Aviation biofuel is a biofuel used for aircraft. It is considered by some to be the primary means by which the aviation industry can reduce its carbon footprint. After a multi-year technical review from aircraft makers, engine manufacturers and oil companies, biofuels were approved for commercial use in July 2011. Since then, some airlines have experimented with using biofuels on commercial flights. The focus of the industry has now turned to second generation sustainable biofuels (sustainable aviation fuels) that do not compete with food supplies nor are major consumers of prime agricultural land or fresh water. NASA has determined that 50% aviation biofuel mixture can cut air pollution caused by air traffic by 50-70%.
The sustainable aviation fuels certification and production pace seems insufficient to meet the IATA target of halving the CO2 emissions by 2050.
Trials of using algae as biofuel were carried out by Lufthansa, and Virgin Atlantic as early as 2008, although there is little evidence that using algae is a reasonable source for jet biofuels. By 2015, cultivation of fatty acid methyl esters and alkenones from the algae, Isochrysis, was under research as a possible jet biofuel feedstock.
As of 2017, there was little progress in producing jet fuel from algae, with a forecast that only 3 to 5% of fuel needs could be provided from algae by 2050. Further, algae companies that formed in the early 21st century as a base for an algae biofuel industry have either closed or changed their business development toward other commodities, such as cosmetics, animal feed, or specialty oil products.
Rationale for aviation biofuels
Aviation's share of the greenhouse gas emissions is poised to grow, as air travel increases and ground vehicles use more alternative fuels like ethanol and biodiesel. Currently aviation represents 2% of global emissions, but is expected to grow to 3% by 2050. In addition to building more fuel efficient aircraft and operating them more efficiently, changing the fuel source is one of the few options the aviation industry has for reducing its carbon footprint. While solar, electric and hydrogen propelled aircraft are being researched, it is not expected they will be feasible in the near or medium term due to aviation's need for high power-to-weight ratio and globally compatible infrastructure.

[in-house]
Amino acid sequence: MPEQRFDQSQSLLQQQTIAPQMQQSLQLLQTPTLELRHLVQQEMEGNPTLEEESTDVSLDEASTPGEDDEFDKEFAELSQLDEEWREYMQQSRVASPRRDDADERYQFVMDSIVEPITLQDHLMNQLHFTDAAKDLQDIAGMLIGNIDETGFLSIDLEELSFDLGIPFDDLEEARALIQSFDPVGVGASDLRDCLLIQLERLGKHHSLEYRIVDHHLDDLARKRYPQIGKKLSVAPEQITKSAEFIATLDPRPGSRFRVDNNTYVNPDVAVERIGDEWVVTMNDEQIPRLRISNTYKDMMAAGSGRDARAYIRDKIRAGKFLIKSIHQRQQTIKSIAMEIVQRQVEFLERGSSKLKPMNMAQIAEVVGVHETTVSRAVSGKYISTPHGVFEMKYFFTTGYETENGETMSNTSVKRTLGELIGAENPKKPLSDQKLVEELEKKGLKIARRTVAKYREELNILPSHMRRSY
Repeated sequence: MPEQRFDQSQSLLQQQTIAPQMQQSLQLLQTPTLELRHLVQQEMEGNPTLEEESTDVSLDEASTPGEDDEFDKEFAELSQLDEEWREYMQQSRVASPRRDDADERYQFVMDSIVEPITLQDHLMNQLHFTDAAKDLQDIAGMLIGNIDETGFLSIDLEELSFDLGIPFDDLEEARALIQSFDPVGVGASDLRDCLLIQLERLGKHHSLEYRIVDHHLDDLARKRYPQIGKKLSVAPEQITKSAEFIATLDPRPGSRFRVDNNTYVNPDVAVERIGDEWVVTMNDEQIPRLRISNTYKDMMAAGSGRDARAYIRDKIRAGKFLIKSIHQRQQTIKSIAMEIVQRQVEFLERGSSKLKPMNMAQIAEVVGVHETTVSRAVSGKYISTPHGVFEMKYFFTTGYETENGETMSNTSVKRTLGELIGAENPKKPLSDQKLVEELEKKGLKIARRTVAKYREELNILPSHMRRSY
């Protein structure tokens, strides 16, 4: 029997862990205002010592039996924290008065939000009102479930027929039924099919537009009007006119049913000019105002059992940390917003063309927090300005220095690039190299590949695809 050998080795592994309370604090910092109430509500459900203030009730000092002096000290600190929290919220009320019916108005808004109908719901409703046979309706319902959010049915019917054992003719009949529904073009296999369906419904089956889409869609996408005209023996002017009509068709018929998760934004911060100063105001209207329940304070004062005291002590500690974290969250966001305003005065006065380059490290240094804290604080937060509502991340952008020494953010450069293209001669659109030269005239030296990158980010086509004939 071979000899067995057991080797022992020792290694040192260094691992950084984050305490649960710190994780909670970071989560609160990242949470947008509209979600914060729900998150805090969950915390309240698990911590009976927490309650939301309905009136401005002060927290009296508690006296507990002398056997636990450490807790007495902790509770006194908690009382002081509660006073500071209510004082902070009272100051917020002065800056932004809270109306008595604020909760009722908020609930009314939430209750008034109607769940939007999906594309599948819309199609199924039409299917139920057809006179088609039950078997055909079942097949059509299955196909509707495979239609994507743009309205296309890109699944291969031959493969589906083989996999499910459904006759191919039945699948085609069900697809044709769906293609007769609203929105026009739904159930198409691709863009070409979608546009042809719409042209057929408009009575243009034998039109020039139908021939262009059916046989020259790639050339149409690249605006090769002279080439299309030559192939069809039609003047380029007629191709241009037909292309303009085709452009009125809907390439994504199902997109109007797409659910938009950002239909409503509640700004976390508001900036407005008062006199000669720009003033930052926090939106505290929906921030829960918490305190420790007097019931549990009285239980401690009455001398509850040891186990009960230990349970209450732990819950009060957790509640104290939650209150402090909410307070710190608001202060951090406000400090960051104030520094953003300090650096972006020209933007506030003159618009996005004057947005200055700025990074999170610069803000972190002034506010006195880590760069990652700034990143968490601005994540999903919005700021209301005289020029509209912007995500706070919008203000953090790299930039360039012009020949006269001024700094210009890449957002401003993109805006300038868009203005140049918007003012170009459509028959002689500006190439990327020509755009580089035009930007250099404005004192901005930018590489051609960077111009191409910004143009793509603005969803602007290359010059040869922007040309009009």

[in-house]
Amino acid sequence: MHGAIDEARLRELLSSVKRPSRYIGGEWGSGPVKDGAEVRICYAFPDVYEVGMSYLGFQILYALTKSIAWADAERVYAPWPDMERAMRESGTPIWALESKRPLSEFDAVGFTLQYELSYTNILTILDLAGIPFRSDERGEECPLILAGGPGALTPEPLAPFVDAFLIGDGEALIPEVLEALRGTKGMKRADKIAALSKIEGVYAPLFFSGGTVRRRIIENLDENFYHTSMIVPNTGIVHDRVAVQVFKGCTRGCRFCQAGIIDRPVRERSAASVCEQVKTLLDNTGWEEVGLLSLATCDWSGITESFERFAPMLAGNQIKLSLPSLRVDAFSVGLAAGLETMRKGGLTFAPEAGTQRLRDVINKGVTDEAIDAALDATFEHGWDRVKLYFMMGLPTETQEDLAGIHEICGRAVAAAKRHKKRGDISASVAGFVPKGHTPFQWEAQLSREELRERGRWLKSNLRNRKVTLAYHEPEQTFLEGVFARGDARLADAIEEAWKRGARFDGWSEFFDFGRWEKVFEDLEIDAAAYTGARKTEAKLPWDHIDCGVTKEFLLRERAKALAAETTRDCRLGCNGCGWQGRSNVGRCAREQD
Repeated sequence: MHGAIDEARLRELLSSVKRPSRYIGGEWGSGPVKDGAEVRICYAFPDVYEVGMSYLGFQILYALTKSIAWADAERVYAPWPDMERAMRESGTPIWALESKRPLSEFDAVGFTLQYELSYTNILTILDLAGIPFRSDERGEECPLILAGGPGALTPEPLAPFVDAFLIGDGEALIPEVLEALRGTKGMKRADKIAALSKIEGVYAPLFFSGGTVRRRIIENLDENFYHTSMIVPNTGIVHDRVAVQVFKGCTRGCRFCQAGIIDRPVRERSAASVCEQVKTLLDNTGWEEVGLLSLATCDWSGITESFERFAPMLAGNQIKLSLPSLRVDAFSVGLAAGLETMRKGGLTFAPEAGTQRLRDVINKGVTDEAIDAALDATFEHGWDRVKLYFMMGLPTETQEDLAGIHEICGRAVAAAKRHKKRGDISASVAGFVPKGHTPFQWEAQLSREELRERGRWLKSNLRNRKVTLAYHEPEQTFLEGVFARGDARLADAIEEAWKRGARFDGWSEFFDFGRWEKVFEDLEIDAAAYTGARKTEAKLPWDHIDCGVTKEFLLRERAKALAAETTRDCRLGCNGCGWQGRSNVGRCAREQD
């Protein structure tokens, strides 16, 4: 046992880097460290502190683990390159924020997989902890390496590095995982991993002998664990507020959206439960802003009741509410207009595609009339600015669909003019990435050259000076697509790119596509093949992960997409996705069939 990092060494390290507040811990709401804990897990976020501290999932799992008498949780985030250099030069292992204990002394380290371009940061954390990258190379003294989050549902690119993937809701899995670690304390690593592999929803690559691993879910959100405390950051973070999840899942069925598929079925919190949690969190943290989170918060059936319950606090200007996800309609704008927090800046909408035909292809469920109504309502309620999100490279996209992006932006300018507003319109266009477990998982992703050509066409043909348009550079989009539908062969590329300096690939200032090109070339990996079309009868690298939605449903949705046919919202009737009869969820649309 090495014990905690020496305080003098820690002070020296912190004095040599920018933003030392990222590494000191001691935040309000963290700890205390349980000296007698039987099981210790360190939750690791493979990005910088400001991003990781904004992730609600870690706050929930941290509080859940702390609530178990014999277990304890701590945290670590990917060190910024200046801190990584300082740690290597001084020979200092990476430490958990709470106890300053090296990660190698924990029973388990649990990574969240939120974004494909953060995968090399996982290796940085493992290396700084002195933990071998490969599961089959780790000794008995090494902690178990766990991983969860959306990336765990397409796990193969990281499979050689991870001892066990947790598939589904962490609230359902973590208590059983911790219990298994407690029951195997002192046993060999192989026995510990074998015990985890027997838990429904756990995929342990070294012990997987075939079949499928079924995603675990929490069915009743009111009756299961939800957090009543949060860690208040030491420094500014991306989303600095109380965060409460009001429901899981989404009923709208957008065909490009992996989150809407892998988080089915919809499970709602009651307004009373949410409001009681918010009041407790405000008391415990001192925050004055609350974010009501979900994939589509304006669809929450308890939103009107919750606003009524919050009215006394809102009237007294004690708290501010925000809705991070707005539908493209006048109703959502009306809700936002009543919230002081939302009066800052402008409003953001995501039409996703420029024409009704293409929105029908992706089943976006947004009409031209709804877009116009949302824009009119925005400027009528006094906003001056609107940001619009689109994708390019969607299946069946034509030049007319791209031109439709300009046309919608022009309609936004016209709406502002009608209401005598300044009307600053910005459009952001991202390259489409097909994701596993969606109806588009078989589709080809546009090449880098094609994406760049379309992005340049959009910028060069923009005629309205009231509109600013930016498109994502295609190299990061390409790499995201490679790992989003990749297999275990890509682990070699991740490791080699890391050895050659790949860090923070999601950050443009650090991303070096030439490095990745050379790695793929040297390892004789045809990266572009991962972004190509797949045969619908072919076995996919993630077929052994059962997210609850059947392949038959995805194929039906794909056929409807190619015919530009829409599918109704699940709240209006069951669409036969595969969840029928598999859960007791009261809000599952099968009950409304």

Industry commitments and collaborations
The International Air Transport Association (IATA) supports research, development and deployment of alternative fuels. IATA thinks a 6% share of sustainable 2nd generation biofuels is achievable by 2020, and Boeing supports a target of 1% of global aviation fuels by 2015. This is in support of the goals of the aviation industry reaching carbon neutral growth by 2020 and a 50% decrease in carbon emissions by 2050 (relative to a 2005 baseline)
A group of interested airlines has formed the Sustainable Aviation Fuel Users Group (SAFUG). The group was formed in 2008 in cooperation with support from NGOs such as Natural Resources Defense Council and The Roundtable For Sustainable Biofuels (RSB). Member airlines represent more than 15% of the industry, and all member CEOs have signed a pledge to work on the development and use of sustainable biofuels for aviation.
Boeing is joining other aviation-related members in the Algal Biomass Organization (ABO).